Description: Goal of the project is the precise manipulation of the optical properties of heterostructures from two-dimensionalen (2D) atomically thin materials such as graphene, boron nitride (BN) and transition metal dichalcogenides, e.g. molybdenum disulfide (MoS2) und tungsten diselenide (WSe2). Heterolayers consisting of different 2D materials will be grown by van-der-Waals epitaxy using chemical vapor deposition. The dielectric environment will be modified by the deposition of graphene and/or BN below and/or above a transistion metal dichalcogenide layer. The challenge is the identification of specific growth windows which enable deposition and stacking of different 2D materials of high quality and free of impurities. Furthermore, growth parameters for ternary transition metal dichalcogenides (MoWS2, Mo(SSe)2) will be developed. Beside the 2D layer growth, also the self-organized growth of quantum dot-like nanostructures will be investigated, e.g. relaxed MoS2 nanoislands embedded in a WS2 matrix or strained MoSe2 nanoislands in an MoS2 matrix. This will enable the analysis of strain and carrier trapping on the optical properties. An important focus of this project proposal is the laser-induced manipulation of the layers. Laser irradiation will be used to control the optical properties by defect engineering, e.g. laser-induced S vacancies in the transition metal dichalcogenide layers. An already developed method for the local and precise laser-thinning of transition metal dichalcogenides will be applied on any 2D heterostructures to obtain periodic nanostructures towards photonic crystals.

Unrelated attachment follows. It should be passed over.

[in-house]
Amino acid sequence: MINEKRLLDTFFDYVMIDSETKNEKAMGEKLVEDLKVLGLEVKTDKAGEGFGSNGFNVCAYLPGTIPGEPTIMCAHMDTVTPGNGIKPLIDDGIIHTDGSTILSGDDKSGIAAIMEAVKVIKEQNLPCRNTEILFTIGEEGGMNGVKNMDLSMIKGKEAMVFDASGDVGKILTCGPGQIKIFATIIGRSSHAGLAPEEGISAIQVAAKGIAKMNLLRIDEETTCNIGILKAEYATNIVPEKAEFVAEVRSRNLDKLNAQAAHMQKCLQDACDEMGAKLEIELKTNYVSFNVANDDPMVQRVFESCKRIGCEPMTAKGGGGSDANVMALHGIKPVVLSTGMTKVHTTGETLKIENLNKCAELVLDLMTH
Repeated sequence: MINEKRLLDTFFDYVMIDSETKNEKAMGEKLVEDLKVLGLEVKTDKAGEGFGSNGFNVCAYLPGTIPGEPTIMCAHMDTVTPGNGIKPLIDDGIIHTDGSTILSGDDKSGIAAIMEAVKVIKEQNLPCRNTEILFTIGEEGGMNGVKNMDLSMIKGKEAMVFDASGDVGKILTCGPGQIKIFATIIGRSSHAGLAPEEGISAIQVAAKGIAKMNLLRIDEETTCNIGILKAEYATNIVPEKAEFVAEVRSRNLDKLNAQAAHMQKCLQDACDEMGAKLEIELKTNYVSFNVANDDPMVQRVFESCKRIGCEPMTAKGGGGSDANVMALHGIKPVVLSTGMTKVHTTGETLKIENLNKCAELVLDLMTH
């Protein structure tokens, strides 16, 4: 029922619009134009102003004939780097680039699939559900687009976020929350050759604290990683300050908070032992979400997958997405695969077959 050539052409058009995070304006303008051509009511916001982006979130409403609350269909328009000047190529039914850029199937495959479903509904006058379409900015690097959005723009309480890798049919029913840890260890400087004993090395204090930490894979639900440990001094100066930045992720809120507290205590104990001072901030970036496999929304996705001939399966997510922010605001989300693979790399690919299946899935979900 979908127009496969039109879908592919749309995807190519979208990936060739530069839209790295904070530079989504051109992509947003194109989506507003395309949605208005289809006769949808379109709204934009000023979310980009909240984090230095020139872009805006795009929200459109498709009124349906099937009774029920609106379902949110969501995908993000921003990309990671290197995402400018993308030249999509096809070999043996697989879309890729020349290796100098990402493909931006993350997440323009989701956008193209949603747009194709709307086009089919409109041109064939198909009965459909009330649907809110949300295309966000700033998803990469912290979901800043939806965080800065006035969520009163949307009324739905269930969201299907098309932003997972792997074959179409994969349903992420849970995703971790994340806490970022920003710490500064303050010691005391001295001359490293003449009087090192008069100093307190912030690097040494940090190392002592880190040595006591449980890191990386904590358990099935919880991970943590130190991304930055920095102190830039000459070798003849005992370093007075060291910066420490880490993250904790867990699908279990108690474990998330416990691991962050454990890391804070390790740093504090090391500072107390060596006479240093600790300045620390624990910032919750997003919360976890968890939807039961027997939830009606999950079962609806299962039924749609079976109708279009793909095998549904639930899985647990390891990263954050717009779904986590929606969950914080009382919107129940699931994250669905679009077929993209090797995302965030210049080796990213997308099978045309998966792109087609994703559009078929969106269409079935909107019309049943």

Contact: Dr. Christian Tessarek

 

Einzelpunkt-Sensorsystem für die nicht-invasive, dynamische Messung der Herzfunktion (SINDynamik)

Förderung: Bundesministerium für Bildung und Forschung (BMBF)

Laufzeit: 01.07.2018 bis 30.06.2020